1) Food Train to Maximize Performance. Just like you allocate time to train for your event, setting aside enough time to prepare healthy meals is important to maximize performance. At first, trying new foods or removing some comfort foods can feel uncomfortable. You can compare this to when you began training with extra ache muscles, digestive complaints and other body reactions, but with time, they go away. Challenge yourself to give that extra effort with healthy food to get the most from your sporting event.

2) Be Conscious of the Train & Treat Mentality. I’ve trained some athletes who work really hard during their training and then naturally want to treat themselves to reward this effort. This becomes a slippery slope that can reduce the performance that you are training so hard for. Your body is most vulnerable after training and it waiting for the correct fuel to help repair to reduce inflammation, increase lean muscle mass and restore glycogen for your next training session. Protein, premium carbs, healthy fats, fibre and antioxidants should be included post-train. Reward yourself with something non-food related and reserve food for fuel.

3) Set your Intention & Visualize. Numerous studies have shown that attitude and perception of our experience can drastically impact performance. During training, keep your affirmation strong and powerful. Visualize the way you feel when you cross the finish line, make clear and impactful statements on a blackboard to keep you directed during especially busy or challenging times.

4) What are some of your go-to food items for a healthier life?

I am a mom of two young boys, so I am always thinking fast and nutrient dense. I am often snacking on goldenberries which are rich in potassium, vitamin C and anti-bacterial properties which is crucial with boys 😉

I try to add as much colourful fruits and veggies to my family’s plate as this amps up the antioxidants to keep our cells young and healthy. I also stock up on healthy fatty foods like nuts and seeds, avocado and hemp hearts. I am also a lover of dark chocolate so I always have a batch of my favourite Dark Chocolate Caramel PB Cups in the freezer for when a craving arrives. They are made with coconut oil, cocoa, maple syrup, medjool dates and nut-butter. Easy and delicious.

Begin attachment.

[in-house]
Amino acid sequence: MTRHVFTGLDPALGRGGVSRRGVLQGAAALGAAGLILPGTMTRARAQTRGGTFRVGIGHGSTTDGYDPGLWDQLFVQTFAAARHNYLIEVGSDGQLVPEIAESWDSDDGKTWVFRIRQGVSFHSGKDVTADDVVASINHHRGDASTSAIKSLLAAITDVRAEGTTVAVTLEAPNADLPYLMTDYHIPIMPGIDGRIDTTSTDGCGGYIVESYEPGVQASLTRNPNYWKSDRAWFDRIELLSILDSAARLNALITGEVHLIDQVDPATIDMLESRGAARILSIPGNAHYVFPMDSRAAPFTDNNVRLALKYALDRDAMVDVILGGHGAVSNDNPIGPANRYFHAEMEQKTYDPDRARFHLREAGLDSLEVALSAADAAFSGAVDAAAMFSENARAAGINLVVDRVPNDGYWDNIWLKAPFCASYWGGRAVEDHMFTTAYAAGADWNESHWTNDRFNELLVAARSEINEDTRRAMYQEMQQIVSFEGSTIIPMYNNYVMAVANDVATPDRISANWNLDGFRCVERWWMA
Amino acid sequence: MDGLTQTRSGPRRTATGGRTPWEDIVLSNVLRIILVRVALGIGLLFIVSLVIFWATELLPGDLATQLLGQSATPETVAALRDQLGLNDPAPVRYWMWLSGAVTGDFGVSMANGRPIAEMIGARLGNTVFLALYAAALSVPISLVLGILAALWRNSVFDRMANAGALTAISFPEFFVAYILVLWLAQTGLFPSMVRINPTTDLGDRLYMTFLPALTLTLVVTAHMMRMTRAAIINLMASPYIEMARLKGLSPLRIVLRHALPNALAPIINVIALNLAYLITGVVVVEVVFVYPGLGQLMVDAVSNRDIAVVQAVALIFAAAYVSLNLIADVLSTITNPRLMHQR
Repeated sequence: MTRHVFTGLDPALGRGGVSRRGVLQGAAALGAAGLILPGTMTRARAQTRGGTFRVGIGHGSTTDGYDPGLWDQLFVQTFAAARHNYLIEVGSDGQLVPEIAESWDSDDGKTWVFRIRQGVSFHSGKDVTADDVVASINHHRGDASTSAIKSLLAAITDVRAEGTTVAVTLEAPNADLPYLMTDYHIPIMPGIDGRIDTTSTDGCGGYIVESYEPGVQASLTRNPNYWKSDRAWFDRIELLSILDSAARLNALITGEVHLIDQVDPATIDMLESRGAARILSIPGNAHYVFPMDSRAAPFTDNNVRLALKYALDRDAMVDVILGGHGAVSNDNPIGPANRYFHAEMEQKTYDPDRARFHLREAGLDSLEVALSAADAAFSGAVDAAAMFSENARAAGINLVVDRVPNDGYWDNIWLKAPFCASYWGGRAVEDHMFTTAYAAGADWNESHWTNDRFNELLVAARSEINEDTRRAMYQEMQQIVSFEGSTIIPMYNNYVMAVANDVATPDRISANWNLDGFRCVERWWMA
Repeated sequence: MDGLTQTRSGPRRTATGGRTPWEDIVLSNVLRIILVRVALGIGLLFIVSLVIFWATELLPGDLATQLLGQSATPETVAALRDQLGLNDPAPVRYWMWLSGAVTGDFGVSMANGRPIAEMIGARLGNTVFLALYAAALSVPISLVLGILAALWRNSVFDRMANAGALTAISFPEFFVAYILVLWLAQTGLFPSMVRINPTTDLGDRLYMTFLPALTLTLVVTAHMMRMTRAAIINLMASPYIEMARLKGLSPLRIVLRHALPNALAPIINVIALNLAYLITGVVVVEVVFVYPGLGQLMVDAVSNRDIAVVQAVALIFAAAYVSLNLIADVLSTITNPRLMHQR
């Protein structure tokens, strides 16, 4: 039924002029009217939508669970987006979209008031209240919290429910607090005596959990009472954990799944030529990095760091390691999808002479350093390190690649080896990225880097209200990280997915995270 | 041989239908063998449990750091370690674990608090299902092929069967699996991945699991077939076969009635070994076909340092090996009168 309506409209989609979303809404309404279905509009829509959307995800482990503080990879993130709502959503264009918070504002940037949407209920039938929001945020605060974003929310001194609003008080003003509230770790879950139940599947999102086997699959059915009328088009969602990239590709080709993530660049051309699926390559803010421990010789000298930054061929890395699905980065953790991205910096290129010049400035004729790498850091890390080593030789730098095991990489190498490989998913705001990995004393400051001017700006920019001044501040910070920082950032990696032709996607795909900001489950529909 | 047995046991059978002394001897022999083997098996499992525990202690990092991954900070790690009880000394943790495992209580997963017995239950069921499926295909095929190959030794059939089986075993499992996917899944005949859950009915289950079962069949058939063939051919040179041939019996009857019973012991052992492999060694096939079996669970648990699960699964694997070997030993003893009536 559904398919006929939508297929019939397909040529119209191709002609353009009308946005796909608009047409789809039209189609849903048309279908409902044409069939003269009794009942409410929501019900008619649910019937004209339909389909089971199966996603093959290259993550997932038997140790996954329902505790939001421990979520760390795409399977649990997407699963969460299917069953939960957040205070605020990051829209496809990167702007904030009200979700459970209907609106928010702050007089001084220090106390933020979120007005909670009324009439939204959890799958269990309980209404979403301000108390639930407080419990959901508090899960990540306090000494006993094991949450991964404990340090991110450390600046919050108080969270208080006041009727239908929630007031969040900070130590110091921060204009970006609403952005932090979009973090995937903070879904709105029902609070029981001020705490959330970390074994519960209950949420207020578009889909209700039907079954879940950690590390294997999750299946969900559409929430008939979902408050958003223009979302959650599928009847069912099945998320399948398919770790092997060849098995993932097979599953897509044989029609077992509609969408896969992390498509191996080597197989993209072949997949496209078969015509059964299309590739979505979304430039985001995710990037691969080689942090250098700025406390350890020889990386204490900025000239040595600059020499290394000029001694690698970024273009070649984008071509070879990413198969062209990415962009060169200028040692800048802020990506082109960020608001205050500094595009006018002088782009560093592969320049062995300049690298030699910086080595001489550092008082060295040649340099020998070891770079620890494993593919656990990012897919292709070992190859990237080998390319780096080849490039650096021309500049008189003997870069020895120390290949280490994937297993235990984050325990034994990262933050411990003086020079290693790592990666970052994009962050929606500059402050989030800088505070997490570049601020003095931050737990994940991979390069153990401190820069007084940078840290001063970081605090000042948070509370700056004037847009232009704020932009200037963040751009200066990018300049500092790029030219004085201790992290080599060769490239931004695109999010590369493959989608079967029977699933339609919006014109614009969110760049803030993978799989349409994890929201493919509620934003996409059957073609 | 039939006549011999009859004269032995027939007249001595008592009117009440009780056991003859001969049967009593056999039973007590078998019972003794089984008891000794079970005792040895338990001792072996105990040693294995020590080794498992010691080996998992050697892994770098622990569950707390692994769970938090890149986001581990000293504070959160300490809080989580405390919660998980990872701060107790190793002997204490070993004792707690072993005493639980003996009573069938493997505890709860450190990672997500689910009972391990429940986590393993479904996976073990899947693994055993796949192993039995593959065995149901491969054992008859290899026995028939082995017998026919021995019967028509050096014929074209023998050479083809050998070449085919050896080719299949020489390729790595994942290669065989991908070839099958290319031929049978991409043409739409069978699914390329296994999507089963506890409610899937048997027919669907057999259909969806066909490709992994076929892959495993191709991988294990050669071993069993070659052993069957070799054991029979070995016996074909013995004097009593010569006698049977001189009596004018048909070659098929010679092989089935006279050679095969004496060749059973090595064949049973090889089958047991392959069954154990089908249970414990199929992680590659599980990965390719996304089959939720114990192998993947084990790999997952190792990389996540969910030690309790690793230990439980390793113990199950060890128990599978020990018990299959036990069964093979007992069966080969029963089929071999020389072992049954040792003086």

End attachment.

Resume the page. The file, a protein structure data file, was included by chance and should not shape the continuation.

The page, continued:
5) What are your thoughts on the current food industry in North America?

I could go on for a while about this one, but I’ll keep it short. I feel there’s quite a disconnect between many producers and consumers. Good marketing has gotten in the way of the consumers ability to gage if a product is the right choice for them. I am often reading labels in the grocery store and disappointed seeing how certain companies spin their products to sound healthy. Just because it has some fibre doesn’t make it okay that sugar is the first ingredient. As a mother, I think it’s ridiculous that it’s not mandatory to label GMO foods in Canada. I feel it’s my right to know this information so I can make a conscious decision for my family. I am pleased to see many local producers doing their best to get good quality products to communities and I feel we need to amp up our support for these small businesses to create better quality foods for everyone.


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April is a good month! There are several reasons why: Spring is here, the days are longer, it’s warmer out, I can finally put away my winter jacket and I can start riding my bike again! This month also marks the beginning of my journey towards the Nike Women’s 15k race in June. Watch for my special blog post tomorrow about what I’ll be doing leading up to my 1st ever 15k race. I’m so excited!! What are some of your favorite things about April?

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Photos by @Offner

Zara structured grey coat

Anine Bing Studded Boots With Buckles (get them here)

Aldo Parella bag

Zara grey trousers with ribbed waistband

Zara blue and white striped shirt